I never know who is going to be interested in yoga, and when students arrive for the first day of training they come in all shapes, sizes, ages and abilities. Looking out at them, even after 5 years of leading teacher training courses 6 - 8 times per year, I still can't guess which ones will embrace the practice of teaching completely. If there is a commonality shared by the students I've had that have become great teachers, it is their ability to concentrate. Whether this is innate or learned I don't know, but when I look out into a pair of steady, soft eyes it feels good - feels like home. And curiosity, too, is a common element- there are students who seek to know, and there are students who seek to...seek. They enjoy the process of learning, entirely apart from making final decisions. Maybe that is why they show up in my trainings - the attraction to inquiry I feel is mirrored by them.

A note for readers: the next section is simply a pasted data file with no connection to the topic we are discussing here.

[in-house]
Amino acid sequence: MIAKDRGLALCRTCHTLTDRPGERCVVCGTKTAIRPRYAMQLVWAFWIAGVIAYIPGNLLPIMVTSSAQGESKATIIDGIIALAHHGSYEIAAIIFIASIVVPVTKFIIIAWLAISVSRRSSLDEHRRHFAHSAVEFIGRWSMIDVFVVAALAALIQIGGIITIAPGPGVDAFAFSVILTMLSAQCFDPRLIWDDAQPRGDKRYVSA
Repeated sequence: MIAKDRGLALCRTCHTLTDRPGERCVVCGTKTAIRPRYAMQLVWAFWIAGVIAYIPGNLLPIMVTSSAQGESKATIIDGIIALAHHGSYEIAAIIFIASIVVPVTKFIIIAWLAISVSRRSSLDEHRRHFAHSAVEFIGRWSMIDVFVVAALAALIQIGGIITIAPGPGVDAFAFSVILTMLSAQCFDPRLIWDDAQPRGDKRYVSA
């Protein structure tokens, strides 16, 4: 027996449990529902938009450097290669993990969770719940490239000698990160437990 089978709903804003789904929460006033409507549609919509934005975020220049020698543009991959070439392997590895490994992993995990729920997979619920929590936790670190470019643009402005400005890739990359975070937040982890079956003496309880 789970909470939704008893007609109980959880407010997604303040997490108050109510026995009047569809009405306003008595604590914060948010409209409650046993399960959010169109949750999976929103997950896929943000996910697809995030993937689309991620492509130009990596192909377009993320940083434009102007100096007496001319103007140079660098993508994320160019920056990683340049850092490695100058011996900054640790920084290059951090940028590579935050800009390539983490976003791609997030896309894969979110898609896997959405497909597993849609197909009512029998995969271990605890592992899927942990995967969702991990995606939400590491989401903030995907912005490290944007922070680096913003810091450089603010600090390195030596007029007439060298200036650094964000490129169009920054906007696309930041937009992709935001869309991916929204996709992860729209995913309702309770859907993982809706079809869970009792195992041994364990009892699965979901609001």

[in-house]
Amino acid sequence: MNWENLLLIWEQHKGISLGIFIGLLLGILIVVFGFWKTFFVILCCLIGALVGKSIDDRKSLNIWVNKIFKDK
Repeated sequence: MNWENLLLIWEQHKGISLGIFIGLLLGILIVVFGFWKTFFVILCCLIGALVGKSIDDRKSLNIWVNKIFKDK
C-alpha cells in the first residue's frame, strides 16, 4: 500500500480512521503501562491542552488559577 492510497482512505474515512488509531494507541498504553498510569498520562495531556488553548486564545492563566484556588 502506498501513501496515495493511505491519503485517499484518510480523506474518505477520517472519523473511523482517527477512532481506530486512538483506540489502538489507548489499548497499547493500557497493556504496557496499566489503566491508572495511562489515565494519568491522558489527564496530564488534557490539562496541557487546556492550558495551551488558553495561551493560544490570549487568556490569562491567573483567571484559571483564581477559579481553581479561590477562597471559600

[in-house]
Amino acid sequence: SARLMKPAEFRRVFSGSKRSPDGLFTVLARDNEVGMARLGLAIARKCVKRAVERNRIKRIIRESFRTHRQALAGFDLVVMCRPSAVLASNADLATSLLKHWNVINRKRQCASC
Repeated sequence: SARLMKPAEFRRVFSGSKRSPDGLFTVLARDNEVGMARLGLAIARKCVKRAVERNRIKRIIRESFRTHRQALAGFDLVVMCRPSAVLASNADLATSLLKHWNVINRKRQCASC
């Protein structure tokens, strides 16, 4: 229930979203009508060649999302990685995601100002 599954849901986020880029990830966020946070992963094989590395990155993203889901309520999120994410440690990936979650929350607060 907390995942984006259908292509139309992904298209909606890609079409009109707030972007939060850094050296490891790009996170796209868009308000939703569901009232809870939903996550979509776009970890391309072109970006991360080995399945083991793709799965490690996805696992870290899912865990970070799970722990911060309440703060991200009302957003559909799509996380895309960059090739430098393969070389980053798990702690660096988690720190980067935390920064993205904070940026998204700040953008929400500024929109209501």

In the courses I teach I try to make each day as practical as possible, to give the students tools they can use to teach effectively. Hatha yoga is in many ways a very practical practice. Learning how the body works, how the poses integrate and expand consciousness (because if the body is expanding, so's awareness). But often I feel that the physical yoga is also just a way to become present. Teaching the practice is a way to become aware of one's own presence amidst others.